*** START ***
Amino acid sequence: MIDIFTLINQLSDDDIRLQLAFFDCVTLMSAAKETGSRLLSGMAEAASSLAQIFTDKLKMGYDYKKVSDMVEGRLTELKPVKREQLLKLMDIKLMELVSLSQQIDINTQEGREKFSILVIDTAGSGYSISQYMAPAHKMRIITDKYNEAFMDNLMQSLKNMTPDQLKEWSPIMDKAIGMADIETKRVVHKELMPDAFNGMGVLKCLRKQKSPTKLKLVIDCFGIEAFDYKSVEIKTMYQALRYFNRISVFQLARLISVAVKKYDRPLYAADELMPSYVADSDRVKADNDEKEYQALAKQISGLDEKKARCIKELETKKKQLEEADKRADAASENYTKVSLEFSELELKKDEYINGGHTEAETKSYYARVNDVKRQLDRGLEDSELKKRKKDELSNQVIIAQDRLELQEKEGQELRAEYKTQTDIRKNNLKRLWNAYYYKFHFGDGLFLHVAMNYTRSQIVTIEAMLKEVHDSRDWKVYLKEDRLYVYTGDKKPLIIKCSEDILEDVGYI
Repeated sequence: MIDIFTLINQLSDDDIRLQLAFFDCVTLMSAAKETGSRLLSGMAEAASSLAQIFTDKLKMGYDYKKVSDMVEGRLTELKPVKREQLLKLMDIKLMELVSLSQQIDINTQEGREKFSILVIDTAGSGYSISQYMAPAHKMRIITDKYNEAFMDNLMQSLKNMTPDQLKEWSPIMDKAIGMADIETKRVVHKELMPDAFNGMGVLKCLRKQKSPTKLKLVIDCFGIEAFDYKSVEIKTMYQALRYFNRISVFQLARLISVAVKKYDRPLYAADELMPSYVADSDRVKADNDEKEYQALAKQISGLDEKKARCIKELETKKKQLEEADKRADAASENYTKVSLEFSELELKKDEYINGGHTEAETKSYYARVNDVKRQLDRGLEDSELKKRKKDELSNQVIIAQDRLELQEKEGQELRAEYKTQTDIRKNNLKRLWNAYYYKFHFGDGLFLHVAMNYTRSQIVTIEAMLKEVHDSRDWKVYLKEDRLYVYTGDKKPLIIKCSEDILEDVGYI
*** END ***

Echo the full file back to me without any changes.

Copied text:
Amino acid sequence: MIDIFTLINQLSDDDIRLQLAFFDCVTLMSAAKETGSRLLSGMAEAASSLAQIFTDKLKMGYDYKKVSDMVEGRLTELKPVKREQLLKLMDIKLMELVSLSQQIDINTQEGREKFSILVIDTAGSGYSISQYMAPAHKMRIITDKYNEAFMDNLMQSLKNMTPDQLKEWSPIMDKAIGMADIETKRVVHKELMPDAFNGMGVLKCLRKQKSPTKLKLVIDCFGIEAFDYKSVEIKTMYQALRYFNRISVFQLARLISVAVKKYDRPLYAADELMPSYVADSDRVKADNDEKEYQALAKQISGLDEKKARCIKELETKKKQLEEADKRADAASENYTKVSLEFSELELKKDEYINGGHTEAETKSYYARVNDVKRQLDRGLEDSELKKRKKDELSNQVIIAQDRLELQEKEGQELRAEYKTQTDIRKNNLKRLWNAYYYKFHFGDGLFLHVAMNYTRSQIVTIEAMLKEVHDSRDWKVYLKEDRLYVYTGDKKPLIIKCSEDILEDVGYI
Repeated sequence: MIDIFTLINQLSDDDIRLQLAFFDCVTLMSAAKETGSRLLSGMAEAASSLAQIFTDKLKMGYDYKKVSDMVEGRLTELKPVKREQLLKLMDIKLMELVSLSQQIDINTQEGREKFSILVIDTAGSGYSISQYMAPAHKMRIITDKYNEAFMDNLMQSLKNMTPDQLKEWSPIMDKAIGMADIETKRVVHKELMPDAFNGMGVLKCLRKQKSPTKLKLVIDCFGIEAFDYKSVEIKTMYQALRYFNRISVFQLARLISVAVKKYDRPLYAADELMPSYVADSDRVKADNDEKEYQALAKQISGLDEKKARCIKELETKKKQLEEADKRADAASENYTKVSLEFSELELKKDEYINGGHTEAETKSYYARVNDVKRQLDRGLEDSELKKRKKDELSNQVIIAQDRLELQEKEGQELRAEYKTQTDIRKNNLKRLWNAYYYKFHFGDGLFLHVAMNYTRSQIVTIEAMLKEVHDSRDWKVYLKEDRLYVYTGDKKPLIIKCSEDILEDVGYI